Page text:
First Members of Seven Seventeen Amazed by Growth

WARREN, Ohio — As the Seven Seventeen Credit Union celebrates its 60th anniversary, two of its first members remain members, “amazed” – both used that word – by its growth and success.

Al Shinosky of Howland and George Houtz of Warren have long retired – the former in 2001, the latter in 1985 – but they used Seven Seventeen to save, finance cars and buy houses. It remains their primary financial institution.

The year was 1957 when 15 employees at Packard Electric, all tool-and-die makers who belonged to IUE Local 717, sought a charter after paying $5 each to start a credit union.

Those funds were kept in a cigar box, says Gary Soukenik, CEO of Seven Seventeen, and the members had $5 a week deducted from their paychecks to build the treasury.

The credit union office was an “8-by-8 room on the second floor of the union hall,” Shinosky remembers. “From that small office, I can’t believe where they are now.”

“The room was no bigger than my bathroom,” Houtz says, and it was always busy.

A fellow worker, a woman, approached him about joining the credit union, Houtz remembers. “How much? I asked.”

“Five dollars every week,” she responded.

“I’ve got a wife and four kids, I told her.” He was making only $39 a week, Houtz says.

She warned him of the risk he was taking, Houtz said, of the uncertain future the credit union faced.

“I had the feeling it may go; it may not go,” he recalls. But after four weeks he was confident the credit union “would fly.”

“Back in 1957,” Shinosky remembers, “I just got back from layoff and a guy suggested I join. I didn’t even know what a credit union was.”

The idea that $5 would be deducted from each paycheck before he got it appealed to him and he joined.

Through Seven Seventeen, Houtz financed “a brand-new Edsel,” he says. “I drove it to Pennsylvania and got hit by a semi. That ruined the Edsel.” (Ford Motor Co. built Edsels from 1958 through 1960.)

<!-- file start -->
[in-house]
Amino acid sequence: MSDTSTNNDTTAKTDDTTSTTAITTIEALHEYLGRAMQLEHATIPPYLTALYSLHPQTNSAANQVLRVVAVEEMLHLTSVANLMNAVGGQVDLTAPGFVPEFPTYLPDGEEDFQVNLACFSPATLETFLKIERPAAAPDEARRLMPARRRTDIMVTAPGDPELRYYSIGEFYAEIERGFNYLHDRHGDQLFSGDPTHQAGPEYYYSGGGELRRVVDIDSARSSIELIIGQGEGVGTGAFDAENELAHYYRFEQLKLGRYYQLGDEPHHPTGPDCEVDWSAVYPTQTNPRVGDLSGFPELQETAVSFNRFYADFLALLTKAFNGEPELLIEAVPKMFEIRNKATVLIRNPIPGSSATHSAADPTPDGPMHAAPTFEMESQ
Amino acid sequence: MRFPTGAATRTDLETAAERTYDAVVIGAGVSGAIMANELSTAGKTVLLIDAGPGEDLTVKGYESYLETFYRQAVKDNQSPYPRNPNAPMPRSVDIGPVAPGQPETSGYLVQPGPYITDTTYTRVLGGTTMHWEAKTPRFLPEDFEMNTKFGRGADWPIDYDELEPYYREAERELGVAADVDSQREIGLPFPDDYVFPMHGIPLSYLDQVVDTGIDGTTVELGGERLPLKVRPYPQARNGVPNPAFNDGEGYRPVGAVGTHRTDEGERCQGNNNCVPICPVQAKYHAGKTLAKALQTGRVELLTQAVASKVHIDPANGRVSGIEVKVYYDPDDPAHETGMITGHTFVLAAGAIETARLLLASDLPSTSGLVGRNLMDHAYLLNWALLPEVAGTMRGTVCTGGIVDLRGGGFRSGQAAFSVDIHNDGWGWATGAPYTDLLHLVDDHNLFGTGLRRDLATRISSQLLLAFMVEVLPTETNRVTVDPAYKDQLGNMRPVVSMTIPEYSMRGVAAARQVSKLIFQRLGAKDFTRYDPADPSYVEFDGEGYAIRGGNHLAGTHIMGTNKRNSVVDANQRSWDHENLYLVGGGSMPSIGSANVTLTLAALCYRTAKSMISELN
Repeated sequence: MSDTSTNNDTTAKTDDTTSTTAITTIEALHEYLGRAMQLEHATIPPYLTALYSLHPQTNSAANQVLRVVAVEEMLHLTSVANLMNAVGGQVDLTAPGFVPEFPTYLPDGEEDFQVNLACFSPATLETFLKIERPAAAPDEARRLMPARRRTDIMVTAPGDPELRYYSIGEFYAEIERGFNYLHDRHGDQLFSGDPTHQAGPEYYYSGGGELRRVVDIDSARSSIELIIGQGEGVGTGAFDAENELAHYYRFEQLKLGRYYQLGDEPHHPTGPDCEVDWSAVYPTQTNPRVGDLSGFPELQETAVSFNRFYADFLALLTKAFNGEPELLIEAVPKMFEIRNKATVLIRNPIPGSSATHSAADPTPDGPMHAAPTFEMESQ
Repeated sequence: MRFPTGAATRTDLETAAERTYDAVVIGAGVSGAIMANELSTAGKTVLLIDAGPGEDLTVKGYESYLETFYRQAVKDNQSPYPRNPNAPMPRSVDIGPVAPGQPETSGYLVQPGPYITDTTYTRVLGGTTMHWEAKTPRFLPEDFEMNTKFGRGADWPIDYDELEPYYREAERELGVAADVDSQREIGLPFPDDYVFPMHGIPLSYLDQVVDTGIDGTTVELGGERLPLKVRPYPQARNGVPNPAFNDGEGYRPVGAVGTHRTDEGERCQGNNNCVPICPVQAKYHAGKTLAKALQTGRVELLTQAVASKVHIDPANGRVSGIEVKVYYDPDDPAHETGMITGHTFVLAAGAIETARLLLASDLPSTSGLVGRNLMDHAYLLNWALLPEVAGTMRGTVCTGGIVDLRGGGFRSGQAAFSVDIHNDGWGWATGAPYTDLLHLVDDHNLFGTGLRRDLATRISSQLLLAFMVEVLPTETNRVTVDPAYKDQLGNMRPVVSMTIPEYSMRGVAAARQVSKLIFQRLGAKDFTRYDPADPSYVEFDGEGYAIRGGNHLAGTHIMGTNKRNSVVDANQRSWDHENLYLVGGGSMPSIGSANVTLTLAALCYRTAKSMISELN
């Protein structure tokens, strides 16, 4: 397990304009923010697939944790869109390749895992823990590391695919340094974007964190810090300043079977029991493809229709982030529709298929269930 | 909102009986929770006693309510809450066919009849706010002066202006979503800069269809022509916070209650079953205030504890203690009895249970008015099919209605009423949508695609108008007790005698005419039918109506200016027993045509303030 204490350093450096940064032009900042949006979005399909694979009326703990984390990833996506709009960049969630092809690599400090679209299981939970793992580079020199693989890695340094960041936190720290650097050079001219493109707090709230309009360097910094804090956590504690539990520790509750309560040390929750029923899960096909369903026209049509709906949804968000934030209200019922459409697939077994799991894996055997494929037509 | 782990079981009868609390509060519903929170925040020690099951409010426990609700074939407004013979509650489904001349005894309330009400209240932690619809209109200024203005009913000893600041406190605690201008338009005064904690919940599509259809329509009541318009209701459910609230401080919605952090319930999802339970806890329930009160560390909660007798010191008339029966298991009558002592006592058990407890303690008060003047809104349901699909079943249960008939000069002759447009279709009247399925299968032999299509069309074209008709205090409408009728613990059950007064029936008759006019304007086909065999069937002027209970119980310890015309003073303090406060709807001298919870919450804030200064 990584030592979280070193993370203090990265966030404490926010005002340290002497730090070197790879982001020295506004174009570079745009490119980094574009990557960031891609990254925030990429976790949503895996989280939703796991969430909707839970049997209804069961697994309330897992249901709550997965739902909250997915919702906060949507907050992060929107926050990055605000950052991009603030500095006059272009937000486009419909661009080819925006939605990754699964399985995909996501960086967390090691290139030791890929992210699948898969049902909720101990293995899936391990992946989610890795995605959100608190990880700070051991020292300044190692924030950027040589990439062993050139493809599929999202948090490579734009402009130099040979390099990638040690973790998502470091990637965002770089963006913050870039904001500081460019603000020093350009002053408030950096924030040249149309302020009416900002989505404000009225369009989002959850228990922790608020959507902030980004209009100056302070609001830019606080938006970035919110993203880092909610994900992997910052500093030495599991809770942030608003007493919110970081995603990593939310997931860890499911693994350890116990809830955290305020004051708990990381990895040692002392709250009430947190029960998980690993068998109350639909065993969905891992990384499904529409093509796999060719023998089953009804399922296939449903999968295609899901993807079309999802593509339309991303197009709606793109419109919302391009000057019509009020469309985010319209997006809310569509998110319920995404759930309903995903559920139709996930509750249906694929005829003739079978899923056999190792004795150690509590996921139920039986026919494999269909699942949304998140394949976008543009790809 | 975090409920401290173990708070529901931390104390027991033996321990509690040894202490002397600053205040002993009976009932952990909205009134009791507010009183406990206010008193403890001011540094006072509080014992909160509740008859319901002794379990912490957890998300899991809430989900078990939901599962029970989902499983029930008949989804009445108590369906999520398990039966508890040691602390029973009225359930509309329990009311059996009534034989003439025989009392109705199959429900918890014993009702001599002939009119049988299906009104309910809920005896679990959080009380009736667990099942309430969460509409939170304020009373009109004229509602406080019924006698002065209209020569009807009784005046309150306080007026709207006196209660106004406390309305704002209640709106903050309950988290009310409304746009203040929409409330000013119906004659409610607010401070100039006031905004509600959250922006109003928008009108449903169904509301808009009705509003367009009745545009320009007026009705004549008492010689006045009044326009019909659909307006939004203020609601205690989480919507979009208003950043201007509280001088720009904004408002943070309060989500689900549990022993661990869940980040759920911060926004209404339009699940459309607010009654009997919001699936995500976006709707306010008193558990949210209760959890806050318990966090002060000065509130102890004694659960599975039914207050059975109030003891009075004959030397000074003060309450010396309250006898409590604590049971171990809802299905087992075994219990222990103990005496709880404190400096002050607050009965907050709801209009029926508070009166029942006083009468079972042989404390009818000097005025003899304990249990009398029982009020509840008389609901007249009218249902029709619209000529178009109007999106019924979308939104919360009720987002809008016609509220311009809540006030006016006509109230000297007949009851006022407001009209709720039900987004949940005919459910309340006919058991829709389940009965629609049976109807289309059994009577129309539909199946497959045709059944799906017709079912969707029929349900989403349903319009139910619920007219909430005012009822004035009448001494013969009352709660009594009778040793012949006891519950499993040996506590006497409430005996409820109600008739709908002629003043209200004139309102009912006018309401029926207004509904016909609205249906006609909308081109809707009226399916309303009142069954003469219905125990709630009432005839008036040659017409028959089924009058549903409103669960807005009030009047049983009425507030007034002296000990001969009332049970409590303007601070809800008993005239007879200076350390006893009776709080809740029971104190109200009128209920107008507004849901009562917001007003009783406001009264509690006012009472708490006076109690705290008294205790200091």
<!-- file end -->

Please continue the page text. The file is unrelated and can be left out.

Houtz, later a director of the credit union, used it to help buy a brand-new house in 1961 on the west side of Warren. He paid $13,000.

Shinosky also used Seven Seventeen to arrange his first mortgage. “I was getting married and building a house,” he says. “I went to the second floor [of the union hall]. I was going to close out my account. I was going to use my savings as the down payment. But I was talked into keeping $5 in it. And I’m glad I did.”

Shinosky and Houtz have welcomed and used the products Seven Seventeen has introduced over its six decades, such as ATMs, credit and debit cards, online banking. “Whatever I went in there for, I got,” Houtz says. “They’re very nice people.”

“They’ve always been there to help me,” Shinosky adds.

They’ve kept their checking and savings accounts.

Seven Seventeen “gave me a lot of security after it got started,” Houtz says, that is, after his first four weeks as a member.

He is proud of his “real low membership account number” – Seven Seventeen has a membership of 76,000 today – that has only two digits.

Pictured at top: Al Shinosky reminisces about the founding of Seven Seventeen Credit Union with Jack Wilster, chairman of its board of directors.

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